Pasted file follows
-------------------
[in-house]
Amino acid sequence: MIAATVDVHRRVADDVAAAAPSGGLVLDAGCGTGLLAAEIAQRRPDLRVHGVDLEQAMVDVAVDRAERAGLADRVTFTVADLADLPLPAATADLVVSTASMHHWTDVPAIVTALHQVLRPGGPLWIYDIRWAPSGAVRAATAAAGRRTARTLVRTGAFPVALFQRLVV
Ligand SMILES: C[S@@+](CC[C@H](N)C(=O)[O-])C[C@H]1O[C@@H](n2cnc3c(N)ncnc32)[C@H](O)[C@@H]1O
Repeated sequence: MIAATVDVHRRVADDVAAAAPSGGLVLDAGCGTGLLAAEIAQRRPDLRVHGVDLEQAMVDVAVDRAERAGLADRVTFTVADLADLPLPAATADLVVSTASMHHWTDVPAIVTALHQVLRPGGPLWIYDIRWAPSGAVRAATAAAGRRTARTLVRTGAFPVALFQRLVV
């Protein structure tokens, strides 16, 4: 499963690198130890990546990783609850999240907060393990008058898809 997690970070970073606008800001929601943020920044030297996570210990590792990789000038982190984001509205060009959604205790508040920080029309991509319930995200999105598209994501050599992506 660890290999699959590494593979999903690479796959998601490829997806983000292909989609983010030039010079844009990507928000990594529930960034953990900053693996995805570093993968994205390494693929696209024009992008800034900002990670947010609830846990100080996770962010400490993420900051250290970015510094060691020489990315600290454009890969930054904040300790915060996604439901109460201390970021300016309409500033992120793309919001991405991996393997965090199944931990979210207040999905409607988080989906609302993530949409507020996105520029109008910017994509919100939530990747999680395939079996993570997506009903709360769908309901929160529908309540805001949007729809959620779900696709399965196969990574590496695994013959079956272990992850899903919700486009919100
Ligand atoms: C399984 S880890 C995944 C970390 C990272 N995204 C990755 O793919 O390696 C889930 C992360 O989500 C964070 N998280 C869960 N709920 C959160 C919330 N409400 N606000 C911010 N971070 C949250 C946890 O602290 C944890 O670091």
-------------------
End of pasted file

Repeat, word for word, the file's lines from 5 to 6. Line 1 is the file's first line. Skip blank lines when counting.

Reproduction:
């Protein structure tokens, strides 16, 4: 499963690198130890990546990783609850999240907060393990008058898809 997690970070970073606008800001929601943020920044030297996570210990590792990789000038982190984001509205060009959604205790508040920080029309991509319930995200999105598209994501050599992506 660890290999699959590494593979999903690479796959998601490829997806983000292909989609983010030039010079844009990507928000990594529930960034953990900053693996995805570093993968994205390494693929696209024009992008800034900002990670947010609830846990100080996770962010400490993420900051250290970015510094060691020489990315600290454009890969930054904040300790915060996604439901109460201390970021300016309409500033992120793309919001991405991996393997965090199944931990979210207040999905409607988080989906609302993530949409507020996105520029109008910017994509919100939530990747999680395939079996993570997506009903709360769908309901929160529908309540805001949007729809959620779900696709399965196969990574590496695994013959079956272990992850899903919700486009919100
Ligand atoms: C399984 S880890 C995944 C970390 C990272 N995204 C990755 O793919 O390696 C889930 C992360 O989500 C964070 N998280 C869960 N709920 C959160 C919330 N409400 N606000 C911010 N971070 C949250 C946890 O602290 C944890 O670091």